On cusp of victory, Sox take stunning loss

On cusp of victory, Sox take stunning loss

On cusp of victory, Sox take stunning loss

ANAHEIM -- Out of the blue, it all fell apart for the Red Sox on Saturday night in an almost unfathomable 9-7 loss to the Angels.

Boston held a 7-3 lead with two outs in the bottom of the ninth when things unraveled for relievers Alex Wilson and Koji Uehara, not to mention third baseman Brandon Snyder.

Snyder's throwing error on a force at second sent the game to extra innings.

Hindsight is always 20-20, but Snyder might have had an easier play at first.

"It's one of those things," said Snyder. "As I'm getting over there, I'm trying to make the decision. I thought I was closer to the base and my first instinct was to underhand it. When I looked up, I realized how far I was and Josh [Hamilton] was coming down and I didn't know if I was going to make it, so I kind of rushed and just never got a grip. I can promise you there is not a worse feeling."

In the 11th, Hamilton belted a two-run, walk-off homer to right-center against lefty Craig Breslow.

"I was trying to get it down and away," said Breslow. "It didn't, obviously. Regardless of the way he's swinging, he's a dangerous bat. Trying to get the ball down and away, maybe get him to roll over or swing and miss and open up potentially coming back in late. I didn't get it out there. You saw what happened."

For Hamilton, it was sweet redemption after he badly misplayed a Daniel Nava double for an error in the eighth, helping the Red Sox to push their lead to 7-3.

"Guys encourage you," said Hamilton. "They encourage you to go up there and redeem yourself. It's always good to get your teammates encouraging you like that because we all make mistakes sometimes, but they understand that you've got to do what you can to bounce back, do what you're capable of and try to help your team win."

With what seemed like a comfortable four-run lead entering the bottom of the ninth, the Red Sox initially went to right-hander Wilson to finish it off instead of Uehara. After striking out Erick Aybar for the first out, Wilson gave up a single to Chris Iannetta.

Alberto Callaspo flied out to center and the Sox, still up by four runs, were just one out from victory. J.B. Shuck lined a single to center to keep hope alive. Wilson then drilled Mike Trout to load the bases.

"I thought I made really good pitches," said Wilson. "They put a couple good swings on the ball. One got away from me and unfortunately I hit Trout to load the bases."

Manager John Farrell then turned it over to Uehara, and he gave up a two-run single to Albert Pujols. Hamilton followed by lining an RBI single to right, and the Angels were down by just a run at 7-6.

Finally, it seemed the game would end when Uehara induced Howie Kendrick into a grounder to third. Snyder went for the force at second, but his throw was way off the mark, allowing the tying run to score.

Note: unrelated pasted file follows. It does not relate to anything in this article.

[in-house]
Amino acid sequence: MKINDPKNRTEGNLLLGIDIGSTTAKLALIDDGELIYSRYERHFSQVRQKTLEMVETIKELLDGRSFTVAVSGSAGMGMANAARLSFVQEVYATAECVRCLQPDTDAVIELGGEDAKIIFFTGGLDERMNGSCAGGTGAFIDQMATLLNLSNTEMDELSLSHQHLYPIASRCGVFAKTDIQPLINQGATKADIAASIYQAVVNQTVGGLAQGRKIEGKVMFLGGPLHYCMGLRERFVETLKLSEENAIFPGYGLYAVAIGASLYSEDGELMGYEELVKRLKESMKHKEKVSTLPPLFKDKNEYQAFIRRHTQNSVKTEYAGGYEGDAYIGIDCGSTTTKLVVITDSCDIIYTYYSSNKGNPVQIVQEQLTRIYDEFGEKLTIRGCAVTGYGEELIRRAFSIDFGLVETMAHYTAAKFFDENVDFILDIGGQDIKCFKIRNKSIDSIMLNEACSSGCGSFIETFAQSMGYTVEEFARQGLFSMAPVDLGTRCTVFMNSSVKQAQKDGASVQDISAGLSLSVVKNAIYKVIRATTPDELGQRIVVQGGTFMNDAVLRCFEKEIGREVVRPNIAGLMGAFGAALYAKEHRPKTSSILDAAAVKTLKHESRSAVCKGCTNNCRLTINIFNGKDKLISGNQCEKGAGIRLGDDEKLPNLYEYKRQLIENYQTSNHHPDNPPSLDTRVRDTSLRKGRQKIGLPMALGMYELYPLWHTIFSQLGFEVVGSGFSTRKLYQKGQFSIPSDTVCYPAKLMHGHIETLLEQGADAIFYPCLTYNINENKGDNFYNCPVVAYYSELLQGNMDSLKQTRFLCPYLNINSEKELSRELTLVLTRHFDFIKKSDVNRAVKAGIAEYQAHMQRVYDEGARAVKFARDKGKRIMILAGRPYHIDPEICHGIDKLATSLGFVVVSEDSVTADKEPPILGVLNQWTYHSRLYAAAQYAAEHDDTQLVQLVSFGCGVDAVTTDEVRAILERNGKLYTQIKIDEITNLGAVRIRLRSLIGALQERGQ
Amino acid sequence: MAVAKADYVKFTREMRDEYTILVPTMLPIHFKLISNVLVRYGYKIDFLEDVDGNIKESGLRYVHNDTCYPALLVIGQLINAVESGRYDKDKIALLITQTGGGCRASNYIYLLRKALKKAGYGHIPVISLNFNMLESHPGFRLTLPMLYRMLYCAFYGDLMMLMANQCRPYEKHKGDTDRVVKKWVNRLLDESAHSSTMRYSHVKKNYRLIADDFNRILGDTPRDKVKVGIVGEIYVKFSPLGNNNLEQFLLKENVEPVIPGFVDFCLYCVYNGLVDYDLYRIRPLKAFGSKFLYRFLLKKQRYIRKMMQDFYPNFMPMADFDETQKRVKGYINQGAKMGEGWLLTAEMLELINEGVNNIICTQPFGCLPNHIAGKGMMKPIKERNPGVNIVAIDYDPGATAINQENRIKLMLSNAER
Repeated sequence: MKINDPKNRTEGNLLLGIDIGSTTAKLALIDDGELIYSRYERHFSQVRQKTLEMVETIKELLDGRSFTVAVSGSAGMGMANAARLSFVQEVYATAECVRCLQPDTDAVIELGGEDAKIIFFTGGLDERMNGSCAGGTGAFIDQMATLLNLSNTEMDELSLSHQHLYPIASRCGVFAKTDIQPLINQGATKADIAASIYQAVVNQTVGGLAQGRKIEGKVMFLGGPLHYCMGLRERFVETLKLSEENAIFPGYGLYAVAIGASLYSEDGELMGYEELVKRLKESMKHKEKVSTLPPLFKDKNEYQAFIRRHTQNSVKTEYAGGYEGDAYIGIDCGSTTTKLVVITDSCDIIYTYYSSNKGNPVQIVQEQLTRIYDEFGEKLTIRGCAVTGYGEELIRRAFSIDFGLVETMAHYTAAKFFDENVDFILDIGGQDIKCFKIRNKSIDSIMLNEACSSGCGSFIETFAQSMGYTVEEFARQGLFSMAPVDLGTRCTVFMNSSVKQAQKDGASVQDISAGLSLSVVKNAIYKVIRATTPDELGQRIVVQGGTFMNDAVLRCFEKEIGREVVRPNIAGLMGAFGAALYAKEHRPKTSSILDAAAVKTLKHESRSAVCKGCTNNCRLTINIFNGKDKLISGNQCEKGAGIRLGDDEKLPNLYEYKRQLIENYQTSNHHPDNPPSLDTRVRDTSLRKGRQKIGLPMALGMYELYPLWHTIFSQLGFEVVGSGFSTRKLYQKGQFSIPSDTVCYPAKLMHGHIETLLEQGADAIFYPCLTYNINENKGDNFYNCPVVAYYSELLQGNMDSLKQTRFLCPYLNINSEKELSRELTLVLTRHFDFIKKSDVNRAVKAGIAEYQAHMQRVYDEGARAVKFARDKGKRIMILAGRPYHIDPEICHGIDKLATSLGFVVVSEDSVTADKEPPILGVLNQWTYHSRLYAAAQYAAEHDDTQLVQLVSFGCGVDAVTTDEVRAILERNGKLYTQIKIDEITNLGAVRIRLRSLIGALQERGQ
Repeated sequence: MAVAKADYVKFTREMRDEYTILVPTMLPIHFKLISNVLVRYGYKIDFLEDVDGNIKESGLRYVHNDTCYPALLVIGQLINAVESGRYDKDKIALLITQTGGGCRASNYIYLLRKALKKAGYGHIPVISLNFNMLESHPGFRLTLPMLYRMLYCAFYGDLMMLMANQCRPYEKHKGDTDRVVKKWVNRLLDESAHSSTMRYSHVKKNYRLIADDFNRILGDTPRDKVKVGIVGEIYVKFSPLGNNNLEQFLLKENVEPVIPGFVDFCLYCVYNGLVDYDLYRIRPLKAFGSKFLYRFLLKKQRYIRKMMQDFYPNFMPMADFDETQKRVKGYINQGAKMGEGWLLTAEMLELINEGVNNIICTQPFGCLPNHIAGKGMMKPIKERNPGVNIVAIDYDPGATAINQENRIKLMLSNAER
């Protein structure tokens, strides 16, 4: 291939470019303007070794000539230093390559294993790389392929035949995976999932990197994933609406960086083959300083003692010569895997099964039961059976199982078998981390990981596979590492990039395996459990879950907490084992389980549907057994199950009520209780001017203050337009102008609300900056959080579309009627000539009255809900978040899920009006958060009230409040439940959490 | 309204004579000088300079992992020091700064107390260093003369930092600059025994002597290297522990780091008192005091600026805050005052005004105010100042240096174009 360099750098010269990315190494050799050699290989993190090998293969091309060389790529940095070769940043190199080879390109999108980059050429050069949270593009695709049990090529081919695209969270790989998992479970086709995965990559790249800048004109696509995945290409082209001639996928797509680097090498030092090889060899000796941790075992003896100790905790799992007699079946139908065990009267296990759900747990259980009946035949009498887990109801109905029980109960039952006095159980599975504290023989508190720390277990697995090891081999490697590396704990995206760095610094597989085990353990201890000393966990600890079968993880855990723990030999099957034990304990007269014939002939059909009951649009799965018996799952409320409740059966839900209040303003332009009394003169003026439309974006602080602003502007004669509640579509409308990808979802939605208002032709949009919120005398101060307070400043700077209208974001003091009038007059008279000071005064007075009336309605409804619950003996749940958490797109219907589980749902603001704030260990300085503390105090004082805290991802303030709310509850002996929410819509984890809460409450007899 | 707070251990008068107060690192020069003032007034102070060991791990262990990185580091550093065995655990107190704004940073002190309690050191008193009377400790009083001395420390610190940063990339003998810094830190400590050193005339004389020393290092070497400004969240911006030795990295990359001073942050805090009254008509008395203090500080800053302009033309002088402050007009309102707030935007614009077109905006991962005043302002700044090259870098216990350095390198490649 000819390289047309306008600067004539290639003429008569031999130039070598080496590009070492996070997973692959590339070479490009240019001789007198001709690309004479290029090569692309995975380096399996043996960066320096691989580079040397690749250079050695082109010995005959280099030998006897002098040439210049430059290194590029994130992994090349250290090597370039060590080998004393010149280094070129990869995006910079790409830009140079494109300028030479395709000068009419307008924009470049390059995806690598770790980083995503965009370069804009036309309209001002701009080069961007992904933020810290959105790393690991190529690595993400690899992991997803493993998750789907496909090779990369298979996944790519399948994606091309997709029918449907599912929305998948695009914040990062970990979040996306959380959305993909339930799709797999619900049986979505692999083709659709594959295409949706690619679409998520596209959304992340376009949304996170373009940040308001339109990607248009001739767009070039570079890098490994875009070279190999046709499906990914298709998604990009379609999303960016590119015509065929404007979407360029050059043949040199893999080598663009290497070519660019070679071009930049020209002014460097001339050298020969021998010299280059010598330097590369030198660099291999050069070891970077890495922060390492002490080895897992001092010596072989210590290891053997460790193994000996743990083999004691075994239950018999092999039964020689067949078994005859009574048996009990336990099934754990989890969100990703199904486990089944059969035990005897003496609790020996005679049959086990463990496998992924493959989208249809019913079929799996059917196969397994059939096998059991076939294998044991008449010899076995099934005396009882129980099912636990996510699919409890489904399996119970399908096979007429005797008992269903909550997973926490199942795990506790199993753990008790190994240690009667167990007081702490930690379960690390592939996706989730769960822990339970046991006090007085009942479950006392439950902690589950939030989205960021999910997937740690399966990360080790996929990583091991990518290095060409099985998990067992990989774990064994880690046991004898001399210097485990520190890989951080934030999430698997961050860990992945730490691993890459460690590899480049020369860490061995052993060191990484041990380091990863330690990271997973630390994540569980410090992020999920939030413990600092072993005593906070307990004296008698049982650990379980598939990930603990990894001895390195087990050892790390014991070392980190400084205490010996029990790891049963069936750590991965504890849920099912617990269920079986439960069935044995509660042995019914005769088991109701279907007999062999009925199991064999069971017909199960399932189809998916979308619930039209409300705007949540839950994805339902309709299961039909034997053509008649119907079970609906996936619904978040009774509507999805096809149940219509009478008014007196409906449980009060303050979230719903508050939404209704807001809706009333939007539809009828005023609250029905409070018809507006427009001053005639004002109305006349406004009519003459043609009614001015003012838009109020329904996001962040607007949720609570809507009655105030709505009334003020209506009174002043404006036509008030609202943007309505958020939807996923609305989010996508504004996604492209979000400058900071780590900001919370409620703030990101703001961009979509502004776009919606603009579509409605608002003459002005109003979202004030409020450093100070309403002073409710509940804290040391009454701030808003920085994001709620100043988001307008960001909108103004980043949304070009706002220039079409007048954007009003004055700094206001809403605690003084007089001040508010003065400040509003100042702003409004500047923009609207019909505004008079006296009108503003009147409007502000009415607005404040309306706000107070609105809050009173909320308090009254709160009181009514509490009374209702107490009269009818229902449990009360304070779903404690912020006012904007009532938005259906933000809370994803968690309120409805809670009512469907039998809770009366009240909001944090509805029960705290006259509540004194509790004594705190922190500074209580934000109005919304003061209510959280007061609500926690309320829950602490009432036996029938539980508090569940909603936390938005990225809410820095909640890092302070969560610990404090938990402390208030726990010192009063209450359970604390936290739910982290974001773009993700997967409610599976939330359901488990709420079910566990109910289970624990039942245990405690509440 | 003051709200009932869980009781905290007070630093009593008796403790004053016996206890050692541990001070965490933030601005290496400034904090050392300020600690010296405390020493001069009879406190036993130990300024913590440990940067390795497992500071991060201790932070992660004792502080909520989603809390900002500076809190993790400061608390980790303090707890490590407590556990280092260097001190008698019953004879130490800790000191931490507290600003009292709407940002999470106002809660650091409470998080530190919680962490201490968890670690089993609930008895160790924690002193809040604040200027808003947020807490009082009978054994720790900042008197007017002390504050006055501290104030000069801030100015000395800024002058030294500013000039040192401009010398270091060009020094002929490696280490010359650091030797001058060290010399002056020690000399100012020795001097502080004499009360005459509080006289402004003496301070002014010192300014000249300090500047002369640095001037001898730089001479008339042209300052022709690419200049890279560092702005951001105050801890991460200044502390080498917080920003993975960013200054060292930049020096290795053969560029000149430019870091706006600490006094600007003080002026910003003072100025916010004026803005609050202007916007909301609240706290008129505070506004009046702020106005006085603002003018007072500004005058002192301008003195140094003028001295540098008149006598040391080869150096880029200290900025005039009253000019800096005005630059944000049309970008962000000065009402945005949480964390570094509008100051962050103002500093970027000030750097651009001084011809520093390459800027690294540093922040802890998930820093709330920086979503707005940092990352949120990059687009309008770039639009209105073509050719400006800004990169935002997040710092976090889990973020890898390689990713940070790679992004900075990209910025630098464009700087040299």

"At the time he fielded the ground ball, it looked like he got some misdirection," said Farrell. "He had a choice there. Continue and complete the play to first base. He elected to go to second base and just, his footwork didn't quite get underneath him. Of course the ball was obviously too high for [Dustin Pedroia] and that allowed the tying run to score. Tough ballgame to lose here tonight."

Ryan Dempster was in position to earn the win by turning in his seventh quality start in the last eight outings. Dempster allowed seven hits and three runs over 6 1/3 innings, walking two and striking out four.

"That's your job as a starting pitcher to try to be as consistent as you can," said Dempster. "Everyone's been throwing the ball really well, so you want to kind of pull your own weight. I've got one more start before the break, and try to finish strong before the break."

Nava came through with a four-hit game to help the Boston offense.

With the Sox clinging to a 6-3 lead in the seventh, Dempster came out after walking Iannetta and striking out Brendan Harris.

Andrew Miller came on and gave up a single up the middle that turned out to be a bad development for the lefty. As he ran to back up home plate, Miller tripped and fell, injuring his left foot.

Miller was taken to a local hospital for X-rays, the results of which likely won't be disclosed until Sunday.

Out of the bullpen came Andrew Bailey, who had to deal with the dangerous Trout, who represented the tying run. But Trout hit Bailey's first pitch to Jose Iglesias, who teamed with Pedroia to get a crucial double play.

Bailey wound up getting five outs.

"It felt good to get out there and pick up Miller. Hopefully he's all right," said Bailey. "Then to go back out there, it was my first time all year going one plus. It felt good, just looking to continue to roll personally. We've got to come back tomorrow and get that one."

A big reason the Red Sox, who lead the Yankees by five games in the American League East, are where they are is because they've turned the page after tough losses all season.

"We've had games like this already this year," said Farrell. "Our guys are a veteran group that have the ability to put tonight past us. When we come back here tomorrow, we'll be ready to win a series."

Ian Browne is a reporter for MLB.com. Read his blog, Brownie Points, and follow him on Twitter @IanMBrowne. This story was not subject to the approval of Major League Baseball or its clubs.